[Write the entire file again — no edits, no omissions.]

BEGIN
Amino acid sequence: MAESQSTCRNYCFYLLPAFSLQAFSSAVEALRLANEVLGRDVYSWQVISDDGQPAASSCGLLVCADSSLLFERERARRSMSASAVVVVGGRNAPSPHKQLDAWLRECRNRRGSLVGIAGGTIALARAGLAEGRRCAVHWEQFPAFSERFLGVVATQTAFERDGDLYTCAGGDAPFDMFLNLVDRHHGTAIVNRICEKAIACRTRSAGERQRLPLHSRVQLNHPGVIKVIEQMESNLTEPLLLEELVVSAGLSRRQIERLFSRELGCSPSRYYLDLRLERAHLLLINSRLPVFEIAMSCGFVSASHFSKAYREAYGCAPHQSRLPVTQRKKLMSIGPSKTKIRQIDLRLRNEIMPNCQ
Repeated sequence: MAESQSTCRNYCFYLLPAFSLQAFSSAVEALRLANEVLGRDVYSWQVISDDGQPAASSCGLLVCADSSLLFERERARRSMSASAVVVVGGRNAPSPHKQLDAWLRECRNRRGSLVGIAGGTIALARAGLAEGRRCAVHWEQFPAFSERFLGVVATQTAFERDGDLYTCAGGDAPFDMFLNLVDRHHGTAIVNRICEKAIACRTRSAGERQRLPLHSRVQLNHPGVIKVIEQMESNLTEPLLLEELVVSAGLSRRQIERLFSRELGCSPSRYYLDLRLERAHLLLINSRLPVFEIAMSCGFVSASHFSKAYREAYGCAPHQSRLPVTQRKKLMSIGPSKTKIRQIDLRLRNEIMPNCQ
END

Amino acid sequence: MAESQSTCRNYCFYLLPAFSLQAFSSAVEALRLANEVLGRDVYSWQVISDDGQPAASSCGLLVCADSSLLFERERARRSMSASAVVVVGGRNAPSPHKQLDAWLRECRNRRGSLVGIAGGTIALARAGLAEGRRCAVHWEQFPAFSERFLGVVATQTAFERDGDLYTCAGGDAPFDMFLNLVDRHHGTAIVNRICEKAIACRTRSAGERQRLPLHSRVQLNHPGVIKVIEQMESNLTEPLLLEELVVSAGLSRRQIERLFSRELGCSPSRYYLDLRLERAHLLLINSRLPVFEIAMSCGFVSASHFSKAYREAYGCAPHQSRLPVTQRKKLMSIGPSKTKIRQIDLRLRNEIMPNCQ
Repeated sequence: MAESQSTCRNYCFYLLPAFSLQAFSSAVEALRLANEVLGRDVYSWQVISDDGQPAASSCGLLVCADSSLLFERERARRSMSASAVVVVGGRNAPSPHKQLDAWLRECRNRRGSLVGIAGGTIALARAGLAEGRRCAVHWEQFPAFSERFLGVVATQTAFERDGDLYTCAGGDAPFDMFLNLVDRHHGTAIVNRICEKAIACRTRSAGERQRLPLHSRVQLNHPGVIKVIEQMESNLTEPLLLEELVVSAGLSRRQIERLFSRELGCSPSRYYLDLRLERAHLLLINSRLPVFEIAMSCGFVSASHFSKAYREAYGCAPHQSRLPVTQRKKLMSIGPSKTKIRQIDLRLRNEIMPNCQ